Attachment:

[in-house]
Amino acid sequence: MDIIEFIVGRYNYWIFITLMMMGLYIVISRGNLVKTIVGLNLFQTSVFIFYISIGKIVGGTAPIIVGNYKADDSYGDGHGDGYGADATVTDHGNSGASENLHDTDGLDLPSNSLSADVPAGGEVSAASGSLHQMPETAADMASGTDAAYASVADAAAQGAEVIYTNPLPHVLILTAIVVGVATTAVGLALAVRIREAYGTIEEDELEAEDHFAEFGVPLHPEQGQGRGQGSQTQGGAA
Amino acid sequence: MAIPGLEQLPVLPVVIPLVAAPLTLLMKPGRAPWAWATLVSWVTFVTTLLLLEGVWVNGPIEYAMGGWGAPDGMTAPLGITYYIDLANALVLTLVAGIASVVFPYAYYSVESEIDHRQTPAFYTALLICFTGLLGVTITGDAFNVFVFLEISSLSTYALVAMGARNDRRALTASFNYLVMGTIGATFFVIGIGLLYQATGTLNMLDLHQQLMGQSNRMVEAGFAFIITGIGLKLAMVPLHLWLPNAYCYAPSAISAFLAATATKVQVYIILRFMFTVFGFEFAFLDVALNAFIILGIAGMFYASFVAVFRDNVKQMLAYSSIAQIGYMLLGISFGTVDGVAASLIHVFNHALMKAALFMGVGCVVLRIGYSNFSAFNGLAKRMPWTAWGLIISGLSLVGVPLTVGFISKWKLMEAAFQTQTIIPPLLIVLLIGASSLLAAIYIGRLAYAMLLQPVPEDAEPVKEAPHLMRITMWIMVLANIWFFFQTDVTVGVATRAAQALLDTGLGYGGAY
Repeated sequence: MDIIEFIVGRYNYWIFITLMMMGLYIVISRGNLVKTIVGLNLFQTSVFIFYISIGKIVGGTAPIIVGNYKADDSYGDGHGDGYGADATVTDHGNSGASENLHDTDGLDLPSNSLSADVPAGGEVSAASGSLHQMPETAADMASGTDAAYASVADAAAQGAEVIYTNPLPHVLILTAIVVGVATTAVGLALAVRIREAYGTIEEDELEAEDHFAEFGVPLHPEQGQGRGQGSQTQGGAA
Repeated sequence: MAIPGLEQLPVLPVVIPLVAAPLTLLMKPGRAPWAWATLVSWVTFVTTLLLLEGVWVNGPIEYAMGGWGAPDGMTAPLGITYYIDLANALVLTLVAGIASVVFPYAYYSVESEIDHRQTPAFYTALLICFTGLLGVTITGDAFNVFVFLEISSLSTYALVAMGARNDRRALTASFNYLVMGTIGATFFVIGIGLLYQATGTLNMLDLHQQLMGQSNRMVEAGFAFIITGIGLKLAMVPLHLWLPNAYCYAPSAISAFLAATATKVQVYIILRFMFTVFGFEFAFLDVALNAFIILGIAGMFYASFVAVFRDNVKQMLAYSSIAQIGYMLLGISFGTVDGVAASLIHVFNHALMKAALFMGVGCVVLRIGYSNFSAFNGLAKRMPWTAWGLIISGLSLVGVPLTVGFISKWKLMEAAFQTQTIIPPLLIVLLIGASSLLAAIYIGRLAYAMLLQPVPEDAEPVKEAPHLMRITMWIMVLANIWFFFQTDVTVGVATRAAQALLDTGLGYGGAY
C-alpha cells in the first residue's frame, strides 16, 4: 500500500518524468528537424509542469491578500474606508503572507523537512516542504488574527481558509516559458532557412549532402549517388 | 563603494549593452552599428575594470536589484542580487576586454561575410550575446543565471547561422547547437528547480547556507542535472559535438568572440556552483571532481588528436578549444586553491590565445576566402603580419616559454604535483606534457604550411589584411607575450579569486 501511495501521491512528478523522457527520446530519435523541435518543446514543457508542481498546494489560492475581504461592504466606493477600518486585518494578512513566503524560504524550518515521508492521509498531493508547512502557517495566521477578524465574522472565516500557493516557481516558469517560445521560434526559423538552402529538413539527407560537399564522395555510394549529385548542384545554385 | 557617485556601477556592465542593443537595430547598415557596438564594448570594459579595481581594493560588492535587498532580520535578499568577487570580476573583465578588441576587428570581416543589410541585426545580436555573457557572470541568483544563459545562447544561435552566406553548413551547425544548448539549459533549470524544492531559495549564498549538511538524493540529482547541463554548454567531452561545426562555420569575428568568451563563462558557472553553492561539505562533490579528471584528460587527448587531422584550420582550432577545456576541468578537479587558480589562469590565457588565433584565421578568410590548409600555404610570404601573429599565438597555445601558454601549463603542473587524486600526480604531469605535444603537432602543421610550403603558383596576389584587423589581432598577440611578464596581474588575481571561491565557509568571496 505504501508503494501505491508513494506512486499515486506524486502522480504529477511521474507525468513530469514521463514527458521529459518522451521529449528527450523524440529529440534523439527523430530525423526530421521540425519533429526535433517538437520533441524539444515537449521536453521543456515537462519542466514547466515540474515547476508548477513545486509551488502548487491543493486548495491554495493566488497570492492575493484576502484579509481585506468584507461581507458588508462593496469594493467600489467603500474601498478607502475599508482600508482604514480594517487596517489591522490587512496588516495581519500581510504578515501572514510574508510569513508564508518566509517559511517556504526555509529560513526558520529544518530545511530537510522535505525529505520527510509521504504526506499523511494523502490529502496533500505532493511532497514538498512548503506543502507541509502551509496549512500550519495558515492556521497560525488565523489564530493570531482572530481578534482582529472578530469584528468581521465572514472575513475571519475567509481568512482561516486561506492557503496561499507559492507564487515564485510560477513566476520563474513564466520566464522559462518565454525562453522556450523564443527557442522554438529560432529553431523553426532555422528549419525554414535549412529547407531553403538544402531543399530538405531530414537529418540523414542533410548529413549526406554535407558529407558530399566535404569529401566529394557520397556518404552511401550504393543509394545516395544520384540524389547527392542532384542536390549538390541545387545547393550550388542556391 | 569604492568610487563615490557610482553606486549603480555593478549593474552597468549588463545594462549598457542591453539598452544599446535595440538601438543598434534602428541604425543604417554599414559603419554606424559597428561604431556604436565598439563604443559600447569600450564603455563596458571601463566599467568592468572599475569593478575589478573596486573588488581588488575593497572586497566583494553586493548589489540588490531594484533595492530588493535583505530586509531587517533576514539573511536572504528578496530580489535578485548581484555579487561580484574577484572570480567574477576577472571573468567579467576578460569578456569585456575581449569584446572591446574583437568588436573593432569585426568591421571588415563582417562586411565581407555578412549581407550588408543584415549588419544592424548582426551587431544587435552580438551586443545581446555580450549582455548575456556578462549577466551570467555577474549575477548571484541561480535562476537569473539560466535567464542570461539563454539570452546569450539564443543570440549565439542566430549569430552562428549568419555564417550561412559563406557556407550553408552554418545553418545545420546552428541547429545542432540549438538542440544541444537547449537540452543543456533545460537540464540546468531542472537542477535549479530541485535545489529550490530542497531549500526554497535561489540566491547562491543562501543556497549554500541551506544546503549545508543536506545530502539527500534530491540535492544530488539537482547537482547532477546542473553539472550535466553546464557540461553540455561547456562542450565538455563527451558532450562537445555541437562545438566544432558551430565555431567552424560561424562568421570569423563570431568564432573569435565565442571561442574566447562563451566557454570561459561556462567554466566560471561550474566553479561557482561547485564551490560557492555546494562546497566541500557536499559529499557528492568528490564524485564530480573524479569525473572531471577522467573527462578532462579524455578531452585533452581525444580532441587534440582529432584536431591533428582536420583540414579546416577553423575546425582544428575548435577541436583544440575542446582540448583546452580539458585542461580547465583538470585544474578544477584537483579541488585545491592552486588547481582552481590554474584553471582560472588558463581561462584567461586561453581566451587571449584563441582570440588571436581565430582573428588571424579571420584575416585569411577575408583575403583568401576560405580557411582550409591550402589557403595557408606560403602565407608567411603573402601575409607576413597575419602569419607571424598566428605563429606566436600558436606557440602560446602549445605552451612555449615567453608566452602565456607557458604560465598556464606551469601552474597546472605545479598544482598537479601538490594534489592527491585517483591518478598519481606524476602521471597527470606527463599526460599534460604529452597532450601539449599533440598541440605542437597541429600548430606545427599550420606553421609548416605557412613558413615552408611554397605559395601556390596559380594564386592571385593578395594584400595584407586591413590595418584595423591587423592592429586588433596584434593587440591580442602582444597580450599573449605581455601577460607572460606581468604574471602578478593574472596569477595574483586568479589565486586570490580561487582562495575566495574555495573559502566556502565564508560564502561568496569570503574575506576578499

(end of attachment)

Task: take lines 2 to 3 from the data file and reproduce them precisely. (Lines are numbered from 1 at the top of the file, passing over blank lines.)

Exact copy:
Amino acid sequence: MDIIEFIVGRYNYWIFITLMMMGLYIVISRGNLVKTIVGLNLFQTSVFIFYISIGKIVGGTAPIIVGNYKADDSYGDGHGDGYGADATVTDHGNSGASENLHDTDGLDLPSNSLSADVPAGGEVSAASGSLHQMPETAADMASGTDAAYASVADAAAQGAEVIYTNPLPHVLILTAIVVGVATTAVGLALAVRIREAYGTIEEDELEAEDHFAEFGVPLHPEQGQGRGQGSQTQGGAA
Amino acid sequence: MAIPGLEQLPVLPVVIPLVAAPLTLLMKPGRAPWAWATLVSWVTFVTTLLLLEGVWVNGPIEYAMGGWGAPDGMTAPLGITYYIDLANALVLTLVAGIASVVFPYAYYSVESEIDHRQTPAFYTALLICFTGLLGVTITGDAFNVFVFLEISSLSTYALVAMGARNDRRALTASFNYLVMGTIGATFFVIGIGLLYQATGTLNMLDLHQQLMGQSNRMVEAGFAFIITGIGLKLAMVPLHLWLPNAYCYAPSAISAFLAATATKVQVYIILRFMFTVFGFEFAFLDVALNAFIILGIAGMFYASFVAVFRDNVKQMLAYSSIAQIGYMLLGISFGTVDGVAASLIHVFNHALMKAALFMGVGCVVLRIGYSNFSAFNGLAKRMPWTAWGLIISGLSLVGVPLTVGFISKWKLMEAAFQTQTIIPPLLIVLLIGASSLLAAIYIGRLAYAMLLQPVPEDAEPVKEAPHLMRITMWIMVLANIWFFFQTDVTVGVATRAAQALLDTGLGYGGAY